Like the Mass in D minor of four years earlier, it calls for soprano, contralto, tenor and bass soloists, mixed chorus, organ and a large orchestra, and it caused horror among the Cecilians for whom he had written his second Mass, that in E minor. But the F minor is his biggest and greatest Mass, classical in form but injected with a new vitality and a profound religious mysticism, setting the familiar text with total commitment.
The Mass begins quietly with a descending four-note figure which dominates the Kyrie and reappears as a unifying motif in other parts of the work; the reticence of this humble plea for divine mercy does not, however, preclude climactic points and moments of fervour. The ‘Christe eleison’ which follows employs two main ideas—a falling octave and a more lyrical phrase entrusted to the soprano soloist; the soarings of the solo violin recall the Benedictus of Beethoven’s Missa Solemnis.
The Gloria and Credo form the central core of the Mass. Close in spirit to the Te Deum and Psalm 150, they proclaim a triumphant C major, though not, of course, without modulatory excursions to other keys and transient changes of mood dictated by the text. Both were conceived in the general terms of sonata form, with contrasting material, development and reprise; and both finish with massive fugues. The opening themes are rooted in Gregorian chant, as is the melody in the Sanctus at the words ‘Pleni sunt caeli et terra gloria tua’.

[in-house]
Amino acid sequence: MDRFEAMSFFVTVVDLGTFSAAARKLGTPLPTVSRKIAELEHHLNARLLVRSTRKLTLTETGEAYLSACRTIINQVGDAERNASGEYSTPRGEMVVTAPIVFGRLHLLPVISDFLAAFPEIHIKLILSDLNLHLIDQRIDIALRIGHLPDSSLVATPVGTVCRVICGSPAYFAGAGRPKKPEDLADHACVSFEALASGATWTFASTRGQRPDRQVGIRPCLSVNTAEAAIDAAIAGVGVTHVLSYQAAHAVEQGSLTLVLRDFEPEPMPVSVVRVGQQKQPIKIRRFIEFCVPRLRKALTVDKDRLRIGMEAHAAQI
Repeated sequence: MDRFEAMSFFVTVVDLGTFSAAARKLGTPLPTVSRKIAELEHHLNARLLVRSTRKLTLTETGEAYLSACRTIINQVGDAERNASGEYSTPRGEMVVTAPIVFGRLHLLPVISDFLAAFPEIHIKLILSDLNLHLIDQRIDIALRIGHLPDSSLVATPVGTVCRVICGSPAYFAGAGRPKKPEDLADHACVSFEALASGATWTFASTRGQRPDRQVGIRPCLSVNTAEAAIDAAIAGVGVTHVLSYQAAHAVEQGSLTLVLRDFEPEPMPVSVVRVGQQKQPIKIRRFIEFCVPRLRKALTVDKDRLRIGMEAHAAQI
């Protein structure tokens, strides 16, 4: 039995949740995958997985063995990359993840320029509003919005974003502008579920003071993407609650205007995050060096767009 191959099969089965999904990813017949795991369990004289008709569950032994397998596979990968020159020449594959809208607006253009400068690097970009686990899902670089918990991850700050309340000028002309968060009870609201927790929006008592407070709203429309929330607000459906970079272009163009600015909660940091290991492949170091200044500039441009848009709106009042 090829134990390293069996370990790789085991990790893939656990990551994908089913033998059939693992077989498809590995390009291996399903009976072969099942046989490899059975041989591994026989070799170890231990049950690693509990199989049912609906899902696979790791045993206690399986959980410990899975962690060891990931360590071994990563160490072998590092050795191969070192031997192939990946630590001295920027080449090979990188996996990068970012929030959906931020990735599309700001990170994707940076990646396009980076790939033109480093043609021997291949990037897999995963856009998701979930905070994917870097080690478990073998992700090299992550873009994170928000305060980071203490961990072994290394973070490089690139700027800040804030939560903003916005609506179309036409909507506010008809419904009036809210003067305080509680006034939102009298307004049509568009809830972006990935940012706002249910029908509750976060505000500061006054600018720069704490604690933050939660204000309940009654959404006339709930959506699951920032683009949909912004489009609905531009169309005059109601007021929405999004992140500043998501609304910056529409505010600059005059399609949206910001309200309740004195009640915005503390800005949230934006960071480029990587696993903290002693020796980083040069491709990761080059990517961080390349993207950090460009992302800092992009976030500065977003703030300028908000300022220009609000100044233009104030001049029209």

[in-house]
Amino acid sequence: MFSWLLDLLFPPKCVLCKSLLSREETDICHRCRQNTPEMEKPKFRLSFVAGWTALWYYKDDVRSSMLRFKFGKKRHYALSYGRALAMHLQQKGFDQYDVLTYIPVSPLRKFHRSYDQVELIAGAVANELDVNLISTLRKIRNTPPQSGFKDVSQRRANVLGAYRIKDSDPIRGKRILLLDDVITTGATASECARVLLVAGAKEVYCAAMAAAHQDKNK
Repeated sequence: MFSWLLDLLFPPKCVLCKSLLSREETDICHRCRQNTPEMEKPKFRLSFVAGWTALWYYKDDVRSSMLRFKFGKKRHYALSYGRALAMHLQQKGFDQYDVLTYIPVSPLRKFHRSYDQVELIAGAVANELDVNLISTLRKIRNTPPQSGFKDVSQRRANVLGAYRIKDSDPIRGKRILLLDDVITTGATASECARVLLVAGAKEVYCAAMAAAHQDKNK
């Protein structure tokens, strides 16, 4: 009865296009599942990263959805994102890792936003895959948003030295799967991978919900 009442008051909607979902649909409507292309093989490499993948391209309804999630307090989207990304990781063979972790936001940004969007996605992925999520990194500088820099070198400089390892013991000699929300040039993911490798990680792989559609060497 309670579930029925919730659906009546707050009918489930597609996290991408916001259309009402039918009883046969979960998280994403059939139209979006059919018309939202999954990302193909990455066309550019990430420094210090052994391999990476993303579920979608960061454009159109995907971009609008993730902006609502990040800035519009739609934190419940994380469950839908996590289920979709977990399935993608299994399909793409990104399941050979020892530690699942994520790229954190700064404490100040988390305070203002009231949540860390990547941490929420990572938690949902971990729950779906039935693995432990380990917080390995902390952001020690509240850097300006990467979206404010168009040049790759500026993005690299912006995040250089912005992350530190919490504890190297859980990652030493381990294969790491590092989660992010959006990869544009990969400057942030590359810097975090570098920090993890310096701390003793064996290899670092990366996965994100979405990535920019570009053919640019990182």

The shortest movement is the Sanctus, similar in mood to the ‘Christe eleison’ of the Kyrie and making use of the falling octave. The ‘Hosanna’ is repeated at the close of the ensuing Benedictus, whose second melody, introduced by the bass soloist, is quoted in the Adagio of the second symphony and may well have influenced Mahler when he was working on his fourth. The Agnus Dei draws freely on earlier material, recalling the main ideas in the Kyrie and the fugue subject from the Gloria which now carries the words ‘dona nobis pacem’. The final phrase of the Credo theme appears in augmentation and in the last two bars a single oboe, accompanied by pianissimo strings over a discreet rumble on a kettledrum, plays a major-key version of the motif with which the whole work began.
Bruckner completed the Mass in 1868 but it took several revisions before, in 1881, it reached its ‘authentic’ form. Even then he was not entirely satisfied. With the help of a pupil, Joseph Schalk, he revised it further between 1890 and 1893.
The setting of Psalm 150 was Bruckner’s last sacred choral work, written in 1892 four years before the composer’s death. It shares not only the key (C major) but also the mood of exaltation of the 1884 Te Deum, and is scored for soprano solo, mixed chorus and orchestra, though the soloist’s contribution runs to no more than eleven bars. Like the F minor Mass and the Te Deum it embodies material based on plainsong, audacious chromaticism, and striding octaves, and it ends with an elaborate fugue and a ringing ‘Hallelujah!’.
Wadham Sutton © 1992